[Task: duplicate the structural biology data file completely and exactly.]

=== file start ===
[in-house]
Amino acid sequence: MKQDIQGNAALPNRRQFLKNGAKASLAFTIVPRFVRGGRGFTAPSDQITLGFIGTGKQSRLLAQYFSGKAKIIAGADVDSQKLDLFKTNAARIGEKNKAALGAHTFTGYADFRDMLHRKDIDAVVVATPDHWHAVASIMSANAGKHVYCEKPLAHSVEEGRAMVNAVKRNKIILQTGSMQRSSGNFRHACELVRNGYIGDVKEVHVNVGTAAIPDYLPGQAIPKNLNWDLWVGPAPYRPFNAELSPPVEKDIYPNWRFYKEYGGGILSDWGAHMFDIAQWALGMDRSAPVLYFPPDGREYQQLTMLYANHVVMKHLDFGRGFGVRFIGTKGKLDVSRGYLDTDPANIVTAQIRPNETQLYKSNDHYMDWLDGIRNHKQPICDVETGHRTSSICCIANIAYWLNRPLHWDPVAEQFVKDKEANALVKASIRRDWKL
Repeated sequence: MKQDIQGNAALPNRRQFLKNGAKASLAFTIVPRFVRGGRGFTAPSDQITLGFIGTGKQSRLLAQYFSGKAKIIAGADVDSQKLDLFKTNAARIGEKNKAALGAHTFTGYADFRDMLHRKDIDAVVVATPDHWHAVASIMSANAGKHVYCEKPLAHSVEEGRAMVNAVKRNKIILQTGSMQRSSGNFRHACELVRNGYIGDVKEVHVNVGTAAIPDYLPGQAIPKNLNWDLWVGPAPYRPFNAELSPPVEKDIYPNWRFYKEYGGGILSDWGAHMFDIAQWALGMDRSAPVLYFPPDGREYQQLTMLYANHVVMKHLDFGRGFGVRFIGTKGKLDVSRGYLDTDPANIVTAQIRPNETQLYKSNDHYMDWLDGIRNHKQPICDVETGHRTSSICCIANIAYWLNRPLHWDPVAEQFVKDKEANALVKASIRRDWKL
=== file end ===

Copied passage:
[in-house]
Amino acid sequence: MKQDIQGNAALPNRRQFLKNGAKASLAFTIVPRFVRGGRGFTAPSDQITLGFIGTGKQSRLLAQYFSGKAKIIAGADVDSQKLDLFKTNAARIGEKNKAALGAHTFTGYADFRDMLHRKDIDAVVVATPDHWHAVASIMSANAGKHVYCEKPLAHSVEEGRAMVNAVKRNKIILQTGSMQRSSGNFRHACELVRNGYIGDVKEVHVNVGTAAIPDYLPGQAIPKNLNWDLWVGPAPYRPFNAELSPPVEKDIYPNWRFYKEYGGGILSDWGAHMFDIAQWALGMDRSAPVLYFPPDGREYQQLTMLYANHVVMKHLDFGRGFGVRFIGTKGKLDVSRGYLDTDPANIVTAQIRPNETQLYKSNDHYMDWLDGIRNHKQPICDVETGHRTSSICCIANIAYWLNRPLHWDPVAEQFVKDKEANALVKASIRRDWKL
Repeated sequence: MKQDIQGNAALPNRRQFLKNGAKASLAFTIVPRFVRGGRGFTAPSDQITLGFIGTGKQSRLLAQYFSGKAKIIAGADVDSQKLDLFKTNAARIGEKNKAALGAHTFTGYADFRDMLHRKDIDAVVVATPDHWHAVASIMSANAGKHVYCEKPLAHSVEEGRAMVNAVKRNKIILQTGSMQRSSGNFRHACELVRNGYIGDVKEVHVNVGTAAIPDYLPGQAIPKNLNWDLWVGPAPYRPFNAELSPPVEKDIYPNWRFYKEYGGGILSDWGAHMFDIAQWALGMDRSAPVLYFPPDGREYQQLTMLYANHVVMKHLDFGRGFGVRFIGTKGKLDVSRGYLDTDPANIVTAQIRPNETQLYKSNDHYMDWLDGIRNHKQPICDVETGHRTSSICCIANIAYWLNRPLHWDPVAEQFVKDKEANALVKASIRRDWKL